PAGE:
Dentist explains how snoring can lead to tooth loss and other serious health problems

By Staff 9 Min Read

Snoring can be a sign of underlying health problems – and it can also lead to a number of oral health issues including dry mouth, bad breath and gum disease, a dentist has warned

A dentist has issued a stark warning that snoring could be an indicator of serious health issues and may even lead to oral health problems – including bad breath.

It’s common for people to snore at some point in their lives, often due to a cold or illness that blocks the nose or affects breathing. However, for an estimated 15 million adults in the UK, late-night grunts and wheezes are a regular occurrence, with one in ten also suffering from sleep apnoea. Men are twice as likely to snore than women and typically produce louder sounds.

Age plays a significant role in snoring, with most sufferers being in their fifties. However, lifestyle choices such as drinking and smoking can also contribute to it. Weight is another contributing factor, and GPs often advise patients to address this if they seek help for snoring.

Dentists can also provide advice on snoring, as issues with teeth and gums can affect breathing during sleep, reports Wales Online. Dr Deepak Aulak, a regular on This Morning and founder of the AI-powered dental app Toothfairy, said: “Snoring is more than just a frustration for you and anyone in earshot to bear.”

He added: “It is often indicative of underlying health issues that can significantly impact your quality of life and can also lead to oral health problems. Snorers often sleep with their mouths open, which dries out the mouth and reduces the amount of saliva. We need salvia to ensure our teeth and gums stay healthy. The result is more bacteria, meaning potentially gum disease, tooth decay and even tooth loss. If you have any worries about snoring, be sure to speak to a dentist as well as a doctor.”

Dry mouth

Snoring often leads to mouth breathing, which reduces saliva production leading to dry mouth. The lack of saliva increases the risk of oral infections, and chronic dry mouth can cause tooth decay and gum disease, because saliva is vital to maintaining good oral health.

Dr Deepak said: “Regular dental check-ups are crucial, not just for maintaining overall oral health but also for specifically addressing dry mouth concerns. By monitoring your oral health regularly, we can spot any early signs of dry mouth and implement the appropriate interventions to alleviate discomfort and prevent potential complications.”

Bad breath

Snoring can lead to bad breath, caused when continued dry mouth leads to tooth decay or gum disease. Dry mouth from snoring increases the bacterial build-up meaning there less saliva to prevent tooth decay. Dr Deepak said: “If someone has complained that you snore, they may be bold enough to tell you a few more painful truths. Do you have bad breath?”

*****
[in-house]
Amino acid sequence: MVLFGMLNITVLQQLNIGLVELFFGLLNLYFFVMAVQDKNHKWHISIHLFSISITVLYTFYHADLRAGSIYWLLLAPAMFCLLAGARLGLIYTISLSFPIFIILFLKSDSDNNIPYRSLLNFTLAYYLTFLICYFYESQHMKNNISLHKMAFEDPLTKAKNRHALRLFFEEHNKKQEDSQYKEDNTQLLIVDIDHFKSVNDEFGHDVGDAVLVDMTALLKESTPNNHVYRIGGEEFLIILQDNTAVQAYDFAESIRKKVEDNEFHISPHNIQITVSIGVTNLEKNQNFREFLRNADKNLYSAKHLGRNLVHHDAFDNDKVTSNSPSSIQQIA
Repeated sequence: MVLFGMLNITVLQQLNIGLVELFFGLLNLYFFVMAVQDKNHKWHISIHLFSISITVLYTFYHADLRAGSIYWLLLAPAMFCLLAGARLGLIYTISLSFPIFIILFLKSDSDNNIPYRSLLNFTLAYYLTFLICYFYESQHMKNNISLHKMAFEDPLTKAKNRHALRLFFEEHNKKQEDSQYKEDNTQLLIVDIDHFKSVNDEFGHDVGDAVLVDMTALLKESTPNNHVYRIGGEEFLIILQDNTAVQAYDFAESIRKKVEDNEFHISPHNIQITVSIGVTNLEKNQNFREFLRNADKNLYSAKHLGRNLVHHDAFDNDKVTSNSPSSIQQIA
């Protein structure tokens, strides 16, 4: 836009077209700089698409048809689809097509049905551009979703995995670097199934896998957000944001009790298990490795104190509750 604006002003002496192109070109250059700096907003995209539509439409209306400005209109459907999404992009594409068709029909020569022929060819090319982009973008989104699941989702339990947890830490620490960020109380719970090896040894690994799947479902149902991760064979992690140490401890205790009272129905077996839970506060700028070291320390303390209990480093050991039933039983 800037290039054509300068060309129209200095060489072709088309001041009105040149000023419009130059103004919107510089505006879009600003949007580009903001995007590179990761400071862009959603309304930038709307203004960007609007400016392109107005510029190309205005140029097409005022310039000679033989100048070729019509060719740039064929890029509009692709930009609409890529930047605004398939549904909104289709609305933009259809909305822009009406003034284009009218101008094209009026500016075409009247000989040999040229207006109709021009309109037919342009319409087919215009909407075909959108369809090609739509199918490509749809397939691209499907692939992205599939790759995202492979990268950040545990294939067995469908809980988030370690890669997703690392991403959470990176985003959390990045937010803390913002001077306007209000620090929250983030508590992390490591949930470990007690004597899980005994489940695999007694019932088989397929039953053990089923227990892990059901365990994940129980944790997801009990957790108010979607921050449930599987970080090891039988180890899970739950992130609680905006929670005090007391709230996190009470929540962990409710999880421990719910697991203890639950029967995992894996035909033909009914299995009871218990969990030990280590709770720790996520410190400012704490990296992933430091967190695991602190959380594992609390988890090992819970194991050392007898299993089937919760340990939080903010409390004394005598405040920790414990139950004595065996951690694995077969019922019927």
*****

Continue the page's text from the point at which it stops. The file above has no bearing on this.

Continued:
“Snoring dries out your mouth and robs it of that natural defensive layer of salvia, which is key to combating tooth decay and keeping your teeth and gums clean. If you’re uncomfortable asking someone if you have bad breath, ask your dentist you’ll get an honest answer from the very person who can help treat it”.

Gum disease and gingivitis

Another symptom of a lack of salvia from dry mouth is gingivitis and more serious gum disease, like periodontitis. Gingivitis is the first stage of gum disease, which is causes when plaque, tartar and bacteria builds up on the teeth, leading to red, swollen and bleeding gums.

When the condition is left untreated it can develop into periodontal disease, which is attacks the soft tissue around the teeth, causing tooth loss. Interrupted sleep caused by snoring or sleep apnoea can increase inflammatory markers in the blood, which can exacerbate gum disease.

Dr Deepak said: “If you see blood in the sink after you’ve brushed your teeth or noticed a foul smell after you’ve flossed it could be the first signs of gum disease. In its early stages, it can be easily treated with special toothpastes and mouthwashes, but if the disease is allowed to become more deep-rooted, you’ll know about it, it is very painful.”

“Regular dental check-ups are essential not only for early detection and treatment of gum disease but also for overall preventive care. In addition to professional dental visits, maintaining good oral hygiene practices at home is crucial. This includes brushing teeth twice daily, flossing regularly, and using antimicrobial mouthwash to reduce plaque buildup and minimise the risk of gum disease.”

“By combining regular dental check-ups with consistent at-home oral care, we can effectively prevent gum disease from progressing and mitigate the risk of more severe complications. Snoring may not seem a problem for you now but tackling it could save you real problems down the line”.

Tooth loss

Serious gum disease, or periodontitis, weakens the soft tissue that supports the teeth, and can ultimately lead to tooth loss. Tooth loss changes the shape of the mouth, potentially narrowing the airway and affecting how the tongue rests when a person is asleep. This in turn causes snoring.

Dr Deepak said: “Tooth loss from gum disease is the eventual result of long-term, poor oral hygiene. And snoring could be adding to it. Contact your dentist if you’re worried about your snoring, or that of a loved one”.

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